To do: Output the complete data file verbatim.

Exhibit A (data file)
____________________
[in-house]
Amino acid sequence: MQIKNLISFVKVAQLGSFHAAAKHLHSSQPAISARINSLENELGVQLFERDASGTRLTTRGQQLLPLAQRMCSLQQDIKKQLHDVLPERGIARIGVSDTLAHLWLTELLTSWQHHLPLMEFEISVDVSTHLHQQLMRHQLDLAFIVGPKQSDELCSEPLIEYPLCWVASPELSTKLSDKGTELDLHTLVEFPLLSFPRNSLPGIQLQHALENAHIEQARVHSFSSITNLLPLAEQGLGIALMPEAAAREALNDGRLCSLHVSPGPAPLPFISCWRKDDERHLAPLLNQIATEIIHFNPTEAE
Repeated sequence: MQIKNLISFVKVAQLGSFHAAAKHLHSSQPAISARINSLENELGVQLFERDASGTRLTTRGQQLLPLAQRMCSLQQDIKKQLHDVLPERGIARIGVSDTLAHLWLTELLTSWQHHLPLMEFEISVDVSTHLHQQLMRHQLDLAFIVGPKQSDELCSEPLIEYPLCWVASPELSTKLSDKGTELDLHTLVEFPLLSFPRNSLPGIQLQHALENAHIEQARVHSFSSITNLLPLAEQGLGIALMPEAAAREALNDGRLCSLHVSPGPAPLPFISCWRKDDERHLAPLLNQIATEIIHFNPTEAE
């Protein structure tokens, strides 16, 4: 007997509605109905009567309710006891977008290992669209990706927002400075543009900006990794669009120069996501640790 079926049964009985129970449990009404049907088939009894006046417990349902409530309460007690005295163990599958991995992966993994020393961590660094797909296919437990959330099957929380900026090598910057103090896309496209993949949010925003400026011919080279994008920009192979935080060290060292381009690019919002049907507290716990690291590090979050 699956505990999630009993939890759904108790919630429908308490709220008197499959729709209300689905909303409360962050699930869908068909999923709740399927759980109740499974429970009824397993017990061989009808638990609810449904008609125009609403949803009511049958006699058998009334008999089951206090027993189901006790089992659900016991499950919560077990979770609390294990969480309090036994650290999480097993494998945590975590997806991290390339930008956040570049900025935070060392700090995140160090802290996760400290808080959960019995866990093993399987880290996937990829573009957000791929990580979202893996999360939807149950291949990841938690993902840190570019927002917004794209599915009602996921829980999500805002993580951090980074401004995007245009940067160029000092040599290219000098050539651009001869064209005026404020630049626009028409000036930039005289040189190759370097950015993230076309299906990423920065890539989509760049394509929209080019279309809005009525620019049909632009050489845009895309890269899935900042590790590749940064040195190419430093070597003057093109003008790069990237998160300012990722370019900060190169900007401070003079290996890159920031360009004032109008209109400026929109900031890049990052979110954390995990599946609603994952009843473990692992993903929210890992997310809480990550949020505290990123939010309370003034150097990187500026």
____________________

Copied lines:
[in-house]
Amino acid sequence: MQIKNLISFVKVAQLGSFHAAAKHLHSSQPAISARINSLENELGVQLFERDASGTRLTTRGQQLLPLAQRMCSLQQDIKKQLHDVLPERGIARIGVSDTLAHLWLTELLTSWQHHLPLMEFEISVDVSTHLHQQLMRHQLDLAFIVGPKQSDELCSEPLIEYPLCWVASPELSTKLSDKGTELDLHTLVEFPLLSFPRNSLPGIQLQHALENAHIEQARVHSFSSITNLLPLAEQGLGIALMPEAAAREALNDGRLCSLHVSPGPAPLPFISCWRKDDERHLAPLLNQIATEIIHFNPTEAE
Repeated sequence: MQIKNLISFVKVAQLGSFHAAAKHLHSSQPAISARINSLENELGVQLFERDASGTRLTTRGQQLLPLAQRMCSLQQDIKKQLHDVLPERGIARIGVSDTLAHLWLTELLTSWQHHLPLMEFEISVDVSTHLHQQLMRHQLDLAFIVGPKQSDELCSEPLIEYPLCWVASPELSTKLSDKGTELDLHTLVEFPLLSFPRNSLPGIQLQHALENAHIEQARVHSFSSITNLLPLAEQGLGIALMPEAAAREALNDGRLCSLHVSPGPAPLPFISCWRKDDERHLAPLLNQIATEIIHFNPTEAE
């Protein structure tokens, strides 16, 4: 007997509605109905009567309710006891977008290992669209990706927002400075543009900006990794669009120069996501640790 079926049964009985129970449990009404049907088939009894006046417990349902409530309460007690005295163990599958991995992966993994020393961590660094797909296919437990959330099957929380900026090598910057103090896309496209993949949010925003400026011919080279994008920009192979935080060290060292381009690019919002049907507290716990690291590090979050 699956505990999630009993939890759904108790919630429908308490709220008197499959729709209300689905909303409360962050699930869908068909999923709740399927759980109740499974429970009824397993017990061989009808638990609810449904008609125009609403949803009511049958006699058998009334008999089951206090027993189901006790089992659900016991499950919560077990979770609390294990969480309090036994650290999480097993494998945590975590997806991290390339930008956040570049900025935070060392700090995140160090802290996760400290808080959960019995866990093993399987880290996937990829573009957000791929990580979202893996999360939807149950291949990841938690993902840190570019927002917004794209599915009602996921829980999500805002993580951090980074401004995007245009940067160029000092040599290219000098050539651009001869064209005026404020630049626009028409000036930039005289040189190759370097950015993230076309299906990423920065890539989509760049394509929209080019279309809005009525620019049909632009050489845009895309890269899935900042590790590749940064040195190419430093070597003057093109003008790069990237998160300012990722370019900060190169900007401070003079290996890159920031360009004032109008209109400026929109900031890049990052979110954390995990599946609603994952009843473990692992993903929210890992997310809480990550949020505290990123939010309370003034150097990187500026």